The accolades the Long Beach Airport continues to receive seem endless as with great design comes great praise: Money magazine has named Long Beach’s center of aviation as one of the nation’s top five airports in terms of overall quality, timeliness, and price.
To determine the best airport, 1,425 data points—ranging from accessibility and security to food and shopping—for the 75 busiest airports in the country were analyzed. Coming out at Number 1 was Portland’s international airport; Long Beach sat at Number 3.
This honor joins the airport’s multiple recognitions from Condé Naste, honors from USA Today, being awarded California Transportation Foundation’s Aviation Project of the Year in 2013, being noted as one of the most beautiful airports in the world by the BBC in 2014, honored by the American Society of Landscape Architects (ASLA) in 2014, as well as an assortment of other recognitions…
In all frankness, we have one of the coolest flight operations in our back yard.
The airport’s open-air concourse evokes everything about the Long Beach lifestyle. Intelligently thought out, the space is more like an escape than home to an in-and-out for busy travelers and aircrafts—and that is partly thanks to its landscape design from Meléndrez (now known as RELM, they’re the crew leading that tiny project known as the MyFigueroa project in LA and led the the Bixby Park re-design several years back).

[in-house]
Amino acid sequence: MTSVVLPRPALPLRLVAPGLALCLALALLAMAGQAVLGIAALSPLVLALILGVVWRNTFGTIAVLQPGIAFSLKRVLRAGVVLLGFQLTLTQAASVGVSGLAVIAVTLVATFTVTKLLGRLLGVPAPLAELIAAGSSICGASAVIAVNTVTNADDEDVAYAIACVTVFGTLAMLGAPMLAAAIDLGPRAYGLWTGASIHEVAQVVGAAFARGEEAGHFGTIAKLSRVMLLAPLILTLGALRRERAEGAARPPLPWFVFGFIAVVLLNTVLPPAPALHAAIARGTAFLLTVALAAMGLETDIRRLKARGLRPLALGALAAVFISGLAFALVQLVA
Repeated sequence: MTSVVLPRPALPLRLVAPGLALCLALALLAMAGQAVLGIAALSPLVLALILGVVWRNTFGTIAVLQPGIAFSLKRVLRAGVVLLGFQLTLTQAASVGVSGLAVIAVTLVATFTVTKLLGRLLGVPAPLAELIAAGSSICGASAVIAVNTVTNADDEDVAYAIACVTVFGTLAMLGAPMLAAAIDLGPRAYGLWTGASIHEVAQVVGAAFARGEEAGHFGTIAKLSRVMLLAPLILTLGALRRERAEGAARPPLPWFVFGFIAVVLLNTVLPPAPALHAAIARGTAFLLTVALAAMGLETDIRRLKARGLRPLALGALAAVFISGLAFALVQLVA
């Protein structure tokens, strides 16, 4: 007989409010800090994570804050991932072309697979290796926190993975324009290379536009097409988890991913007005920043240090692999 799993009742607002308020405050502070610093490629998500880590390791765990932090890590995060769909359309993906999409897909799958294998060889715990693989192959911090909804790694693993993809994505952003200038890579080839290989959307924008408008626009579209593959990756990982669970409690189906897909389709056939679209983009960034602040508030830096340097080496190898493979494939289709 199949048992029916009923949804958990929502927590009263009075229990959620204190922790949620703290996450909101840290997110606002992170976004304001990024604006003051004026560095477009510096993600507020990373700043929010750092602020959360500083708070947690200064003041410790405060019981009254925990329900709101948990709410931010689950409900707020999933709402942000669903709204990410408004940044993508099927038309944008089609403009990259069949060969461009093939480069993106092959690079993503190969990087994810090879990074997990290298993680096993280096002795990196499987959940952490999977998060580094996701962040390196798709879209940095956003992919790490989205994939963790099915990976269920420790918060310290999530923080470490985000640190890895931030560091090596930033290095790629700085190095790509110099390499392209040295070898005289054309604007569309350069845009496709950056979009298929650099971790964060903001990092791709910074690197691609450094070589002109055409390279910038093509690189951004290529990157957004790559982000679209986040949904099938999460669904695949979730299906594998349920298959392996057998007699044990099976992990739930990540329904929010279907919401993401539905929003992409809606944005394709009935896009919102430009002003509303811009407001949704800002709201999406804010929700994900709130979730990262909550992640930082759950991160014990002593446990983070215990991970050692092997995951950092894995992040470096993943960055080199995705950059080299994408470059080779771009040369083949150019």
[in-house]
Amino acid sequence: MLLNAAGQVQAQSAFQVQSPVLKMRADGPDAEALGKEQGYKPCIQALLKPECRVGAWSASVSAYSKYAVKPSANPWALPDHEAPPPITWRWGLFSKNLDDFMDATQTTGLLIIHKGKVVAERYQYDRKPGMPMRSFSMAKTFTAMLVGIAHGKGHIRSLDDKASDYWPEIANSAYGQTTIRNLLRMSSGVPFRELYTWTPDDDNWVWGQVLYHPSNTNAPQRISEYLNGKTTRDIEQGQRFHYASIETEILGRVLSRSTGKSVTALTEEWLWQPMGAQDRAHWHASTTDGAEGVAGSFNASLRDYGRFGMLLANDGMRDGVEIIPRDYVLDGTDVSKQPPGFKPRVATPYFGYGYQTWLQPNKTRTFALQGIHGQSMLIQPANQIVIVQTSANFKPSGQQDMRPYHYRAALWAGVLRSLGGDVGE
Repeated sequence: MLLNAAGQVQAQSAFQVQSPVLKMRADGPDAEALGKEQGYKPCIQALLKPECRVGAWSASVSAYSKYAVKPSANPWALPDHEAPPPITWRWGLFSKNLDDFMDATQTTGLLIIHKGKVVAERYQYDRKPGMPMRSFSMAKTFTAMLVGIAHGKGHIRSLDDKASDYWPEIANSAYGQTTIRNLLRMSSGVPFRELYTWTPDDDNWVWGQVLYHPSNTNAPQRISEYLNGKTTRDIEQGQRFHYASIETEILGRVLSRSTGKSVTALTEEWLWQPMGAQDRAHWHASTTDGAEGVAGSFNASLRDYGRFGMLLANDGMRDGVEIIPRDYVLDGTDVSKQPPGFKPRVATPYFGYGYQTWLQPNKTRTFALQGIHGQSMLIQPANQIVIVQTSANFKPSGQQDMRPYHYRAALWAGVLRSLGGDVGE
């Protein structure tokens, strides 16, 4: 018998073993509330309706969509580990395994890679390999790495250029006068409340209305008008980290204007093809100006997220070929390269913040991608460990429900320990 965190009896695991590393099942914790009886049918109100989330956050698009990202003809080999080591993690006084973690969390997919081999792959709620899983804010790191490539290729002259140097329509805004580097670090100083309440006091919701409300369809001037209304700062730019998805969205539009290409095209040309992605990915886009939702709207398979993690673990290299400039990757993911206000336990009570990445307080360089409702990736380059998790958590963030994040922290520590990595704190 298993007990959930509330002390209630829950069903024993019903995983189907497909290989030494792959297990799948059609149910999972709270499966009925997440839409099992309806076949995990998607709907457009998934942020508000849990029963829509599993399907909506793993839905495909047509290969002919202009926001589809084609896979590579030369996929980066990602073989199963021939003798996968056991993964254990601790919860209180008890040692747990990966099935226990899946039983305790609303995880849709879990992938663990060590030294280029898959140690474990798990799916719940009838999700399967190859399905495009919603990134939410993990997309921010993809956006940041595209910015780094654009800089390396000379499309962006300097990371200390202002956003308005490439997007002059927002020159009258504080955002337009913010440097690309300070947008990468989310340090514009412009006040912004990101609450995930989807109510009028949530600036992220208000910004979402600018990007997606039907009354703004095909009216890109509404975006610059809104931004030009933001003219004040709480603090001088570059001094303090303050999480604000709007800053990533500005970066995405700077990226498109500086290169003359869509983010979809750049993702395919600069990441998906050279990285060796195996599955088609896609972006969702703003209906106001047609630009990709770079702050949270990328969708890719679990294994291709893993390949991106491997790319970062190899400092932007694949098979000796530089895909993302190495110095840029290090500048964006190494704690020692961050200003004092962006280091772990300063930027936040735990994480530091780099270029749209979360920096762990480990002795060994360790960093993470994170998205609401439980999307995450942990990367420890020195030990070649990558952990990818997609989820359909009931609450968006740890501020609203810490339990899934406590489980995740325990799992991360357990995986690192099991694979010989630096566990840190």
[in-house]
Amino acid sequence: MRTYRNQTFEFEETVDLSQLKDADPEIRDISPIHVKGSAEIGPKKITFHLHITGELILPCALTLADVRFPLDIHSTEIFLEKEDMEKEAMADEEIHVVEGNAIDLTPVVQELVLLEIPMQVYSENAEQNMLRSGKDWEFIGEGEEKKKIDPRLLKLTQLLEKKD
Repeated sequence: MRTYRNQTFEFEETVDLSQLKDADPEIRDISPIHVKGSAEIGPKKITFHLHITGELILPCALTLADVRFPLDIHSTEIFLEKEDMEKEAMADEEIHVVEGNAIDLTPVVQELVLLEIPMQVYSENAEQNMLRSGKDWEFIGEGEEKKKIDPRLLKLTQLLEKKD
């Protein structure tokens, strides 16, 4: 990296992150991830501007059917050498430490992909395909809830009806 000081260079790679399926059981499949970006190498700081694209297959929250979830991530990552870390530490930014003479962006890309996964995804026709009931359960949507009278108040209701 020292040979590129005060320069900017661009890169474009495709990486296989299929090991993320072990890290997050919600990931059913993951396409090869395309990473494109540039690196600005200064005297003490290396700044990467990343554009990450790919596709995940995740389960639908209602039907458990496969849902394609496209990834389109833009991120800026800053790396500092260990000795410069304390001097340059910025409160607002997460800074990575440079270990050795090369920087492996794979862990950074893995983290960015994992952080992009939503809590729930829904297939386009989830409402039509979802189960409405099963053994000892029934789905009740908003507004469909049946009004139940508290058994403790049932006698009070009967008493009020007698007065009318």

Take, for example, its use of native plants: The giant beds of agaves are, according to the landscape architect’s proposal, reflective of the sea while the California fan palms recall the iconic skyline of coastal esplanades. Even its spots of lush greenery is meant to evoke the wetlands. Or take the furniture. Wooden benches resemble palettes of stacked lumber, designed to remind travelers of the cargo transported at the city’s coastal dockyards. And the wooden walkway that connects the two concourses? It’s a nostalgic nod toward the days when plank piers and boardwalks dominated the Long Beach social scene (and also reminds locals of what the Pike used to be).
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